OM

  • Ookii Mamoru

    Elwood

    From looking at ATMs (Amateur Telescope Makers) work, and doing some myself. Most of this project can very easily be put together in a garage.

    The mirrors and mirror mounts are cave mans work at best. Having seen homemade heaters for telescopes, the rod is simple child’s play. Tracking the sun is also possible for the amateur.

    Now I have some questions about the material for the tube. Depending on the size of the mirrors. A PVC tube should do the trick with attachment..

    From this prospective, Theory has been tested time and time again. The practice and application just needs to be modified and changed with very little effort.

    Water pumps are plentiful. Execpt for the glass blanks, grit, and mirror coatings. All this stuff could be picked up at Home Depot.

    Where I get lost is the Hydrogen collection. How do you separate the Hydrogen and Oxygen, and how do you store the Hydrogen for later use in a garage setting? I

    OM

  • Ookii Mamoru

    Elwood

    From looking at ATMs (Amateur Telescope Makers) work, and doing some myself. Most of this project can very easily be put together in a garage.

    The mirrors and mirror mounts are cave mans work at best. Having seen homemade heaters for telescopes, the rod is simple child’s play. Tracking the sun is also possible for the amateur.

    Now I have some questions about the material for the tube. Depending on the size of the mirrors. A PVC tube should do the trick with attachment..

    From this prospective, Theory has been tested time and time again. The practice and application just needs to be modified and changed with very little effort.

    Water pumps are plentiful. Execpt for the glass blanks, grit, and mirror coatings. All this stuff could be picked up at Home Depot.

    Where I get lost is the Hydrogen collection. How do you separate the Hydrogen and Oxygen, and how do you store the Hydrogen for later use in a garage setting? I

    OM

  • Kevin

    20 mW is 0.002 Watts. Youd need 500 just to make a watt. 20 Hp for 1 hour is roughly 1500 watt hours. Figuring 5 hours of working time, you’ll need 300 watts of these devices or about 15,000 of them. Somehow I don’t think anyone is going to be making that many “off the shelf”, theoretically or otherwise, even if you scale them to where you’d only need 500 of them. There are vastly better ways to do this.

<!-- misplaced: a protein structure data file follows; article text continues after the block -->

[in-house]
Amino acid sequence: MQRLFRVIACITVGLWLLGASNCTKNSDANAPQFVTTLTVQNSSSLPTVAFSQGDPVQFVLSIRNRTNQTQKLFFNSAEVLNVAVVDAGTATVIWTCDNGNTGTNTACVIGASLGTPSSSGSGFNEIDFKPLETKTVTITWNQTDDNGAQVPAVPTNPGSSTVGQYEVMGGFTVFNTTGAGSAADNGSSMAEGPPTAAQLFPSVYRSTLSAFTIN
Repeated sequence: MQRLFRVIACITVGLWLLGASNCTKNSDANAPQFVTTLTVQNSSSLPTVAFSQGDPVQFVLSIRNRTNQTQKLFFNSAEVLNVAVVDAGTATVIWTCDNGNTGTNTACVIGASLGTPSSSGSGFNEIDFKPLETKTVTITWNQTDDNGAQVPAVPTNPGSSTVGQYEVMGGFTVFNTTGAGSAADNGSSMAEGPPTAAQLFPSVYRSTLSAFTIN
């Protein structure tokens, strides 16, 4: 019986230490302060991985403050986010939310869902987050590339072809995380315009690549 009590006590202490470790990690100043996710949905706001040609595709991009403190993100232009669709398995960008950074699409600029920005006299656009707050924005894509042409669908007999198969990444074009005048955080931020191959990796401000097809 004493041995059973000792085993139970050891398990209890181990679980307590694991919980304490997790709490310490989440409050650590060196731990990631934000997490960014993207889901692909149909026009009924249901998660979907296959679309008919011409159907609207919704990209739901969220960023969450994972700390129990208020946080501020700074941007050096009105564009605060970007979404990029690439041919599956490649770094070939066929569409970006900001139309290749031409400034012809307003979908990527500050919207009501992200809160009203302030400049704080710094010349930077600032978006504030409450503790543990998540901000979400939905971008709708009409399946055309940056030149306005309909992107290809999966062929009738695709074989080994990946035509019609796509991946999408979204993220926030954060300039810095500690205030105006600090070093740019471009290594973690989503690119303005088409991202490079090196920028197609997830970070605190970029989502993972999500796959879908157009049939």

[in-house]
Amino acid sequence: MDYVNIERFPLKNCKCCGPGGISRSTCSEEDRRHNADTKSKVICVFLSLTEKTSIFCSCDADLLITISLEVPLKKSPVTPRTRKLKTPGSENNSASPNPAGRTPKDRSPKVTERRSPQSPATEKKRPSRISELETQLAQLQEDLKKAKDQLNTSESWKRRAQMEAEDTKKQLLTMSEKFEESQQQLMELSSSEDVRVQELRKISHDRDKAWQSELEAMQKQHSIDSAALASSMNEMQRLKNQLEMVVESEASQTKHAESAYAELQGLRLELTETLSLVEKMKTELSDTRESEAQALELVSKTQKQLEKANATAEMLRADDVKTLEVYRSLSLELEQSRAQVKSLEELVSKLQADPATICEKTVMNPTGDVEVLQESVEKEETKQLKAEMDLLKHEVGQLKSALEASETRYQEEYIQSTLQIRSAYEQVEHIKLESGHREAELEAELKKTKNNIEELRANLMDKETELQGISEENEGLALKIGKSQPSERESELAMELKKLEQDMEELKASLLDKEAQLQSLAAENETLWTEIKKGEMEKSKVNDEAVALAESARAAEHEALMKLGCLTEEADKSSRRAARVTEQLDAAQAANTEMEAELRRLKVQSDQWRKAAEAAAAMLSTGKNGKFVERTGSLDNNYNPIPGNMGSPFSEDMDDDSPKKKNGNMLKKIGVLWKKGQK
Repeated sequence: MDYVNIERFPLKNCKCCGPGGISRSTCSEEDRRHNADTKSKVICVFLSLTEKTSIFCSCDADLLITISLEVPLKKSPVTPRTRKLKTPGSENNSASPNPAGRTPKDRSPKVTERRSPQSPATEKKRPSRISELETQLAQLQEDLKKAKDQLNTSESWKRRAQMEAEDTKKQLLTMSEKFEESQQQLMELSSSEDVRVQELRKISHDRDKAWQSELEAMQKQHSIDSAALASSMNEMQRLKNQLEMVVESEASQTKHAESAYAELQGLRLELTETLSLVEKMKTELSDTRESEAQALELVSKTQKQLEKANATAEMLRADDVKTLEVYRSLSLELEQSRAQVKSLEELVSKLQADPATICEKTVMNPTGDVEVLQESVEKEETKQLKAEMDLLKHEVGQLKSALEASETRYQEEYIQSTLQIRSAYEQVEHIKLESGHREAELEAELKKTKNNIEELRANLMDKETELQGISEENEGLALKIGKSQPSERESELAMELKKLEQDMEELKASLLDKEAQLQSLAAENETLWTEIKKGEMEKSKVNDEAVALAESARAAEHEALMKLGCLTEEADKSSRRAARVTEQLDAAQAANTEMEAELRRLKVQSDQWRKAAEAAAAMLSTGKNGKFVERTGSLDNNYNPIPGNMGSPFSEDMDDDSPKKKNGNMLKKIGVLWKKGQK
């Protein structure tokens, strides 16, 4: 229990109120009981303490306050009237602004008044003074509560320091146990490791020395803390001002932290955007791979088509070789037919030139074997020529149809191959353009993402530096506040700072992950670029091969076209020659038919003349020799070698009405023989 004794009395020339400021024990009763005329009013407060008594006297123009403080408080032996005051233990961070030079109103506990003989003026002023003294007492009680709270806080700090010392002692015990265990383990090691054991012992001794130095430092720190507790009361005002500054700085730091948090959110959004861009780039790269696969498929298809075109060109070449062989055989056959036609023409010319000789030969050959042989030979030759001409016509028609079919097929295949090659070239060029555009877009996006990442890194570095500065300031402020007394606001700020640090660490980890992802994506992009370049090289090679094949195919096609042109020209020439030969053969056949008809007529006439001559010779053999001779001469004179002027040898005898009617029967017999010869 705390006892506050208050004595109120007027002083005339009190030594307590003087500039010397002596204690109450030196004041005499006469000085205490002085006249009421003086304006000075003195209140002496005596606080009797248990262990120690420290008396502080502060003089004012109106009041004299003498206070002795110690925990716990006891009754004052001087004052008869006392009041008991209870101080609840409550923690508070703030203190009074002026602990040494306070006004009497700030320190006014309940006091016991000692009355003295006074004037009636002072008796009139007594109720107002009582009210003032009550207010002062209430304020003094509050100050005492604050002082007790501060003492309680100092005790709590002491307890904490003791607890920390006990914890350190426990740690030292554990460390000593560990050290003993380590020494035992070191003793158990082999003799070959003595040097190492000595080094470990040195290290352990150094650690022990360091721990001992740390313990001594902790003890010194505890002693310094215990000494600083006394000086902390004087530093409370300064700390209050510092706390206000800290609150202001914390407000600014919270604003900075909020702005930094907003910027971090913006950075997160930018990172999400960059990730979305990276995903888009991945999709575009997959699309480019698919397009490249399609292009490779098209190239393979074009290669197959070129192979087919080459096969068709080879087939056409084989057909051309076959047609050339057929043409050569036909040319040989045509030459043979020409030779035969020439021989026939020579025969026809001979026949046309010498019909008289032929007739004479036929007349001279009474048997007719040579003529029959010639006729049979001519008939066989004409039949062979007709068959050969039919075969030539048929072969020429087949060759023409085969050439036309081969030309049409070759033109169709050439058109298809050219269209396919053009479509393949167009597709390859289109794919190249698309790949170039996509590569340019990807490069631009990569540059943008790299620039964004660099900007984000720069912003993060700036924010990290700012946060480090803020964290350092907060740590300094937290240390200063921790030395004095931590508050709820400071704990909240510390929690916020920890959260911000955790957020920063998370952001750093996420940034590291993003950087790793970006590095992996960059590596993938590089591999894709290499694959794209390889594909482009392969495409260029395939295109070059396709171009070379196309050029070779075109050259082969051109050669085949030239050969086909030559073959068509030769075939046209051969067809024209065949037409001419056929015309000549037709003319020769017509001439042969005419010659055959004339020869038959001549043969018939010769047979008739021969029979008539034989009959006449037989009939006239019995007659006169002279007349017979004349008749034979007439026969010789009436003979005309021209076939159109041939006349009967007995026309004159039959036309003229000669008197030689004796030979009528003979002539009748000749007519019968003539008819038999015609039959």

• Kevin

    20 mW is 0.002 Watts. Youd need 500 just to make a watt. 20 Hp for 1 hour is roughly 1500 watt hours. Figuring 5 hours of working time, you’ll need 300 watts of these devices or about 15,000 of them. Somehow I don’t think anyone is going to be making that many “off the shelf”, theoretically or otherwise, even if you scale them to where you’d only need 500 of them. There are vastly better ways to do this.

  • Sean

    Wow, how incredibly stupid. It’s called thermoelectrics and they’ve been around for four decades. Dissimilar metals? Um, look in your furnace for a ‘thermocouple’.

    What exactly is the innovation here? The use of solar as heat source for the hot side? I did that when I was thirteen after I cannibalized a coleman cooler for the TEC unit.

  • Sean

    Wow, how incredibly stupid. It’s called thermoelectrics and they’ve been around for four decades. Dissimilar metals? Um, look in your furnace for a ‘thermocouple’.

    What exactly is the innovation here? The use of solar as heat source for the hot side? I did that when I was thirteen after I cannibalized a coleman cooler for the TEC unit.

  • Sean

    Wow, how incredibly stupid. It’s called thermoelectrics and they’ve been around for four decades. Dissimilar metals? Um, look in your furnace for a ‘thermocouple’.

    What exactly is the innovation here? The use of solar as heat source for the hot side? I did that when I was thirteen after I cannibalized a coleman cooler for the TEC unit.

  • its so nice to accidently passing this site, i was just browsing and led to this interesting topic. somehow this topic is relevant to the bubbling discussion in my country, regards and good luck

  • wope

    Italians are great in design and absolutely terrible in conceptualization, they invented vaporware starting with Leonardo davinci.

  • wope

    Italians are great in design and absolutely terrible in conceptualization, they invented vaporware starting with Leonardo davinci.

  • wope

    Italians are great in design and absolutely terrible in conceptualization, they invented vaporware starting with Leonardo davinci.

  • yosaggregator1

    gud one

  • yosaggregator1

    gud one

  • yosaggregator1

    gud one

  • Rich

    This is absolutely absurd! The actuality of the fact is that it produces insignifigant figures of electricity. I’ve seen real life chem researchers on this and they can’t find anything to get the metal to be reactive enough to be WORTH mass producing

  • Rich

    This is absolutely absurd! The actuality of the fact is that it produces insignifigant figures of electricity. I’ve seen real life chem researchers on this and they can’t find anything to get the metal to be reactive enough to be WORTH mass producing

  • Rich

    This is absolutely absurd! The actuality of the fact is that it produces insignifigant figures of electricity. I’ve seen real life chem researchers on this and they can’t find anything to get the metal to be reactive enough to be WORTH mass producing

  • Nice post… always good to see old ideas revisited and re-imagined using alternative materials, and nanoscale designs to increase surface area and reduce amount of metals needed without compromising on the simplicity of the design. Would love to hear more from researchers on potential of utility scaling?